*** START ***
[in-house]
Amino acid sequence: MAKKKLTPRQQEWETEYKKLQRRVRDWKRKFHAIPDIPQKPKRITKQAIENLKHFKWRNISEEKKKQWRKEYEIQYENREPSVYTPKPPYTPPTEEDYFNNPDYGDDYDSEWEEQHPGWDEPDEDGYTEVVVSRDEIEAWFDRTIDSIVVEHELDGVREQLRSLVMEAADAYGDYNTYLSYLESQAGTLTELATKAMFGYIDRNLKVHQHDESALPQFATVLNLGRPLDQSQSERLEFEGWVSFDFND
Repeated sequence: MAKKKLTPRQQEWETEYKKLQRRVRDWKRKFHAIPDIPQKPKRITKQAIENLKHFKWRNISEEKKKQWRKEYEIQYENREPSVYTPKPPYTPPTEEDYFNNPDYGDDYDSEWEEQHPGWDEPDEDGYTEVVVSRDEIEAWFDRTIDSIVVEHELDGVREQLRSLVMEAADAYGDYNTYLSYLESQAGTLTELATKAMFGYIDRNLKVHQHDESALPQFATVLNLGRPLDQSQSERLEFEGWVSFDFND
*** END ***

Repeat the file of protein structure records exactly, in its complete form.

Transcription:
[in-house]
Amino acid sequence: MAKKKLTPRQQEWETEYKKLQRRVRDWKRKFHAIPDIPQKPKRITKQAIENLKHFKWRNISEEKKKQWRKEYEIQYENREPSVYTPKPPYTPPTEEDYFNNPDYGDDYDSEWEEQHPGWDEPDEDGYTEVVVSRDEIEAWFDRTIDSIVVEHELDGVREQLRSLVMEAADAYGDYNTYLSYLESQAGTLTELATKAMFGYIDRNLKVHQHDESALPQFATVLNLGRPLDQSQSERLEFEGWVSFDFND
Repeated sequence: MAKKKLTPRQQEWETEYKKLQRRVRDWKRKFHAIPDIPQKPKRITKQAIENLKHFKWRNISEEKKKQWRKEYEIQYENREPSVYTPKPPYTPPTEEDYFNNPDYGDDYDSEWEEQHPGWDEPDEDGYTEVVVSRDEIEAWFDRTIDSIVVEHELDGVREQLRSLVMEAADAYGDYNTYLSYLESQAGTLTELATKAMFGYIDRNLKVHQHDESALPQFATVLNLGRPLDQSQSERLEFEGWVSFDFND